[6] Grinnell currently gives generic science credit for CSP. We will revisit that decision after the new examples and rubric notes are posted this fall. Since Principles is in its infancy, I expect that we will be checking our decision every year or two for the next five or more years.

[7] I would prefer that a student also cites generated code. However, citing generated code is a bit complex, even for some college students.

[8] And, I assume, at most schools.

[9] I’m not sure what would be appropriate for students with disabilities; it would depend on their IEP [10]. I might also make an exception for an ESL [11] high-school student. But once they reach college, I expect students to follow standards of American English writing.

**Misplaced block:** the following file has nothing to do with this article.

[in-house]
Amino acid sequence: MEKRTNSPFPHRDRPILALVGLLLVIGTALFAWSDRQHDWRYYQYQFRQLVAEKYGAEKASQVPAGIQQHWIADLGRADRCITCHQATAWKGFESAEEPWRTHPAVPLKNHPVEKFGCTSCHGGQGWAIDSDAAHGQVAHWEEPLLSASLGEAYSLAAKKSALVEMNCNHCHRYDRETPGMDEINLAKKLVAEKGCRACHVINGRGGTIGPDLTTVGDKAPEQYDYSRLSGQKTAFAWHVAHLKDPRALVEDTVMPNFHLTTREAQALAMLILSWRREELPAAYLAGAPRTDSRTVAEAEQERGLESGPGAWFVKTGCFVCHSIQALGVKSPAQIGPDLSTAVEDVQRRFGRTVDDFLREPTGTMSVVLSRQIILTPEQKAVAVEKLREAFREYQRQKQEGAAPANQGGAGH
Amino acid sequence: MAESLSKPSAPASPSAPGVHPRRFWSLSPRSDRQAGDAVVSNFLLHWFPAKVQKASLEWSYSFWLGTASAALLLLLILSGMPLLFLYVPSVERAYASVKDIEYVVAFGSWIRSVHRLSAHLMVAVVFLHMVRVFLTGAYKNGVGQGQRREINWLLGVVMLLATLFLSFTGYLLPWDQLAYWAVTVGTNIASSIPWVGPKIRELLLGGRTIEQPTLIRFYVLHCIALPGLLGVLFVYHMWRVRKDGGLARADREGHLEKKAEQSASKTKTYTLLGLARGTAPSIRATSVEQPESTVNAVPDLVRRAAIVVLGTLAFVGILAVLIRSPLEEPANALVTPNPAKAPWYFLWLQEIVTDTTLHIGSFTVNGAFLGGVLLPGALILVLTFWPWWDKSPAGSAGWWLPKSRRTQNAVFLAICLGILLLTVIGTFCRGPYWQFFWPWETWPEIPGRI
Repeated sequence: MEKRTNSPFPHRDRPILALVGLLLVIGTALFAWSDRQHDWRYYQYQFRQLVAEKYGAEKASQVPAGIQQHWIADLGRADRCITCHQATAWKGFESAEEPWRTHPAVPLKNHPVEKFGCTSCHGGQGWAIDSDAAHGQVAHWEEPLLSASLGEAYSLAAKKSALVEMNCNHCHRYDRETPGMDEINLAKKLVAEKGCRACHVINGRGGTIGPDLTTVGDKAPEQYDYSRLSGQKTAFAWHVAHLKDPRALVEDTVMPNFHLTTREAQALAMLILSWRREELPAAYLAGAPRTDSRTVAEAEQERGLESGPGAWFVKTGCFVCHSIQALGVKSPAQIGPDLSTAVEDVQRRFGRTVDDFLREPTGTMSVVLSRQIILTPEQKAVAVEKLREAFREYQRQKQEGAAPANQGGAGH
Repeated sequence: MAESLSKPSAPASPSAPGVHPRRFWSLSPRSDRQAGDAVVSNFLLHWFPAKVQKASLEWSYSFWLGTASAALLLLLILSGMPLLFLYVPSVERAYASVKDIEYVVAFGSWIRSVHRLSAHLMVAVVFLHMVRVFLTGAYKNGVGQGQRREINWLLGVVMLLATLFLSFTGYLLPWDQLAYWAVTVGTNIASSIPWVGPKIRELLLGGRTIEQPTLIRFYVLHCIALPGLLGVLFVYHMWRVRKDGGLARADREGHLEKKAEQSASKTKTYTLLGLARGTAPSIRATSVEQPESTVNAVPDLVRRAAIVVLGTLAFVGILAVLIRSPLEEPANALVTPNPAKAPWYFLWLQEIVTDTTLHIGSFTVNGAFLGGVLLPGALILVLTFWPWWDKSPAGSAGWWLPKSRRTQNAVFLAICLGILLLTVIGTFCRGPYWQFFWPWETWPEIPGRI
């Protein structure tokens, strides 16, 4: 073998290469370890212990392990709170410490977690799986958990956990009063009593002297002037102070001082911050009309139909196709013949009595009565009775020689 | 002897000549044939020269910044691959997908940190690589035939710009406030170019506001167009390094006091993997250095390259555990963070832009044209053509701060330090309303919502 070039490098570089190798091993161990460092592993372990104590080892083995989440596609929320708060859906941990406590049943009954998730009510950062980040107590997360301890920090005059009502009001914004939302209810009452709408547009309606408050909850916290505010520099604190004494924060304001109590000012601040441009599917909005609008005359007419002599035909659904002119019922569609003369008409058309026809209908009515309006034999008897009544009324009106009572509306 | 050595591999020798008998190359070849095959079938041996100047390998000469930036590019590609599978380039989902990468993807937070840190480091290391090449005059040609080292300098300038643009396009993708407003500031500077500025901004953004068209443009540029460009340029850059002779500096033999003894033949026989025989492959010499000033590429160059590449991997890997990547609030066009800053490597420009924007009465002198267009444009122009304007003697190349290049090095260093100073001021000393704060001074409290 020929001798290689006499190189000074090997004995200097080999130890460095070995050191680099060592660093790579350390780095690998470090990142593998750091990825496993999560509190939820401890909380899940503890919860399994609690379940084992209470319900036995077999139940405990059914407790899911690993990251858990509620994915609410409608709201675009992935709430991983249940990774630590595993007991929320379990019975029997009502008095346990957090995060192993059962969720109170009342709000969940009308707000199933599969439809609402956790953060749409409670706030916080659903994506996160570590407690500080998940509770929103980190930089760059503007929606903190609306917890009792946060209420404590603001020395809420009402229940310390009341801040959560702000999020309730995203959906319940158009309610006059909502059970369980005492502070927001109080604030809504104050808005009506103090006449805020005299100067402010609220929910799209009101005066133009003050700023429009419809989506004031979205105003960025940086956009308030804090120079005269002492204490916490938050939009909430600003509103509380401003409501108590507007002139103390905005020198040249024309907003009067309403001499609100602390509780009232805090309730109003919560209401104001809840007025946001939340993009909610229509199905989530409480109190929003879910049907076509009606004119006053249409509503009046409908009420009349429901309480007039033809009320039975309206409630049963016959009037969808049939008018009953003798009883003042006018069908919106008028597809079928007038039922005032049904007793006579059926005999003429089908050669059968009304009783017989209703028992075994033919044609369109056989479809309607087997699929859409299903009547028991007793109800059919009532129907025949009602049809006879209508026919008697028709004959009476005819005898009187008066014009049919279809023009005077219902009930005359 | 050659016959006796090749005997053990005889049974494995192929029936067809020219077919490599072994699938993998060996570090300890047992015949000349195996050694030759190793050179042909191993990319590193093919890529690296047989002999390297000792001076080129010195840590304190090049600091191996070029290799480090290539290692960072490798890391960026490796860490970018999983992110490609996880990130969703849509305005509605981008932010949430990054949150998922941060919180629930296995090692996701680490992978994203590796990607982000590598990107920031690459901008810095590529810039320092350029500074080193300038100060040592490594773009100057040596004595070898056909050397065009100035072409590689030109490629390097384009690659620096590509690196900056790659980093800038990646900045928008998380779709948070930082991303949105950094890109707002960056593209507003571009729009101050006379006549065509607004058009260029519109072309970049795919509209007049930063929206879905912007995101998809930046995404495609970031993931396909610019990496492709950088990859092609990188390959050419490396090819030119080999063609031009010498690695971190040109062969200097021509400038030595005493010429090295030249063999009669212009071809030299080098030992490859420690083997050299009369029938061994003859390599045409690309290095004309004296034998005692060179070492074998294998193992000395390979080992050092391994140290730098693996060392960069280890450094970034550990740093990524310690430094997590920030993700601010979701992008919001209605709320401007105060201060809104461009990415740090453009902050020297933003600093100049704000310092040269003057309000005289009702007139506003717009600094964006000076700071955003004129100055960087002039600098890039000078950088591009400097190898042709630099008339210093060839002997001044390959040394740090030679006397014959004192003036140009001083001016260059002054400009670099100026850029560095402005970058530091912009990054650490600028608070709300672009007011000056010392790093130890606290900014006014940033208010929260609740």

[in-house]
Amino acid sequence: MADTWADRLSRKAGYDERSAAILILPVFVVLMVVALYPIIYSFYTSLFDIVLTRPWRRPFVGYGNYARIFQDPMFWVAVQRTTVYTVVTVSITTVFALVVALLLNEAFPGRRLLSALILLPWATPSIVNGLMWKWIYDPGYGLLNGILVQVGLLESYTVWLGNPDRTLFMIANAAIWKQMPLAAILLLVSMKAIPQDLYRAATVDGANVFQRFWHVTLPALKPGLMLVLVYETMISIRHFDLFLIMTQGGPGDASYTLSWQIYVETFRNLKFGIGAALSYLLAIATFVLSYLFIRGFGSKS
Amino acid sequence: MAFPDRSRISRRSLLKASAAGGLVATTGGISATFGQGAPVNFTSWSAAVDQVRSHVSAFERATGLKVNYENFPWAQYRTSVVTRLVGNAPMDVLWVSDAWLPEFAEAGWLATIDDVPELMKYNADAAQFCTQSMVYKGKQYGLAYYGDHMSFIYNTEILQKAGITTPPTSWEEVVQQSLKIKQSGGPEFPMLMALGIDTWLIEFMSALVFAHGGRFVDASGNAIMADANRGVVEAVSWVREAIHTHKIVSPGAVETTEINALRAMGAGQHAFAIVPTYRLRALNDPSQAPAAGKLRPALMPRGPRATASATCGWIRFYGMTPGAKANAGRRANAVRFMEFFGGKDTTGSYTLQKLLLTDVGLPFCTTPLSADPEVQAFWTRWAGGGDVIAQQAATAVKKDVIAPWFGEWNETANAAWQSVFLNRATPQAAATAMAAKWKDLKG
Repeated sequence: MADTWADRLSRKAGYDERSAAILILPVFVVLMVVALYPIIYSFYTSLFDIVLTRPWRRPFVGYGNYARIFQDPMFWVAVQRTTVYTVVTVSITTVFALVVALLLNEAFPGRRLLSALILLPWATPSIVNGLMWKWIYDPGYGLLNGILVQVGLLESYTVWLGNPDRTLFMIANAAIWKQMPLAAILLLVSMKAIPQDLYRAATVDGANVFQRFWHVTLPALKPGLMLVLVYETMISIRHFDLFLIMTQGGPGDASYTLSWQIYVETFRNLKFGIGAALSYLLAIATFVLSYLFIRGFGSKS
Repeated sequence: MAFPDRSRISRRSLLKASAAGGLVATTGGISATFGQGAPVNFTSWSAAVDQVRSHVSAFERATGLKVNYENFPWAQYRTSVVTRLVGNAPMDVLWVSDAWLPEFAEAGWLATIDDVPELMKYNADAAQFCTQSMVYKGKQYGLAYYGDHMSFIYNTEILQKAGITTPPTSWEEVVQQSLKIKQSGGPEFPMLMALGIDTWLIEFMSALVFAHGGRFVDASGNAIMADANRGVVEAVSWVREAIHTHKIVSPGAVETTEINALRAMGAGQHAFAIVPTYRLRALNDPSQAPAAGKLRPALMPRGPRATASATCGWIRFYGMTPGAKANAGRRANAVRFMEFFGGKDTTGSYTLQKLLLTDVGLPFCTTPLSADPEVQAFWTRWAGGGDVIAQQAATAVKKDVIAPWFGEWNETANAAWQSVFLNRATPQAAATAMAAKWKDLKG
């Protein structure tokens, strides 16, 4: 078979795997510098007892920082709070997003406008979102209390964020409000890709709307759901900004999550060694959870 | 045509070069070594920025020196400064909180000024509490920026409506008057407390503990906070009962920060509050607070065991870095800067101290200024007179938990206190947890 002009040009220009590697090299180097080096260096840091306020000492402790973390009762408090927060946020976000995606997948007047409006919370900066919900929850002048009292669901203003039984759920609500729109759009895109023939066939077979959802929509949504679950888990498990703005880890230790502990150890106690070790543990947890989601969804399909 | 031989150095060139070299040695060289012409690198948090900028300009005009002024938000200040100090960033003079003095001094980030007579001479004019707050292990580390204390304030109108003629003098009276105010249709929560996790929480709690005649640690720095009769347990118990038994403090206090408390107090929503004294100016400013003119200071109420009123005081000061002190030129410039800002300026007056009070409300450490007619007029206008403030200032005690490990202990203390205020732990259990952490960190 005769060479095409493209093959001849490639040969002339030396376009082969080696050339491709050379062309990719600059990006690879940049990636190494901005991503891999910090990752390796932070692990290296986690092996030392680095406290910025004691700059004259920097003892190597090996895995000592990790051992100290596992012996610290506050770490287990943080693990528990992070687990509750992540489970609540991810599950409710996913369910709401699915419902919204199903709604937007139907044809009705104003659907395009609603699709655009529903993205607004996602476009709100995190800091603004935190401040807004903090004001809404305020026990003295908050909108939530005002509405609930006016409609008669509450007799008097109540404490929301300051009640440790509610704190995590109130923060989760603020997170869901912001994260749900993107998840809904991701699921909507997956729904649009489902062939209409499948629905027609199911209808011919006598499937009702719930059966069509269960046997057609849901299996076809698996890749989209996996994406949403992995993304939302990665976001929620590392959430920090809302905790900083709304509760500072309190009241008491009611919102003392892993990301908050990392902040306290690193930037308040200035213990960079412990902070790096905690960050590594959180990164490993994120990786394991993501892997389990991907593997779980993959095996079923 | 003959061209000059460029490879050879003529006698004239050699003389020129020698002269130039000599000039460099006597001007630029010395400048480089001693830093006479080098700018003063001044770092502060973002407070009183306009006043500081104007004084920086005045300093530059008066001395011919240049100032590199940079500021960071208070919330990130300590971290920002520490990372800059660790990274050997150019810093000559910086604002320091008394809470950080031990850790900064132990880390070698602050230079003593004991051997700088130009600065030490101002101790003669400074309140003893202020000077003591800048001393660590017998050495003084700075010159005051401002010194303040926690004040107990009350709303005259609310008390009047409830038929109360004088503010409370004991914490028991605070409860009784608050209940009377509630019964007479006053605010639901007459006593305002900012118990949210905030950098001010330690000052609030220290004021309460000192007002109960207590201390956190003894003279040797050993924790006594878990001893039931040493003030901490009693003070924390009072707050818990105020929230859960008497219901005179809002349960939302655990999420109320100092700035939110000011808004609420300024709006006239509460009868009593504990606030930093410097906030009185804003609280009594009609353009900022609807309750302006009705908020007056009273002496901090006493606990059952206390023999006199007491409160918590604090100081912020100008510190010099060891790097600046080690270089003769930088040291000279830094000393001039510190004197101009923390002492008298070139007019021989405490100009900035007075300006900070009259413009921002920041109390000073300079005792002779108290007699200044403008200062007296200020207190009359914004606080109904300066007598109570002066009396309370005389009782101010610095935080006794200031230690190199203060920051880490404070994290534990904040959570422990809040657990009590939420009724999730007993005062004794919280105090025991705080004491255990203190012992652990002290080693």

[10] Individualized Education Program.

[11] English as a Second Language.

[12] College students don’t always choose to follow instructions, but they know how to follow them, and they tend to do so on examinations.

[14] Well, the best students can make five separate essays blend into one seamless essay. But they still make the parts clear and make them stand alone.

[15] Science and Technology Studies.

[16] I would require that they need to be able to develop a compound object or structure. However, I’m not sure if that’s possible in every language that CSP permits.

[17] The high-scoring example currently posted online is something that I would not accept from a student. Seeing it as a high-scoring example makes me want to discount the CSP AP altogether.

Version 1.0 released 2017-06-16.

Version 1.0.1 of 2018-02-25.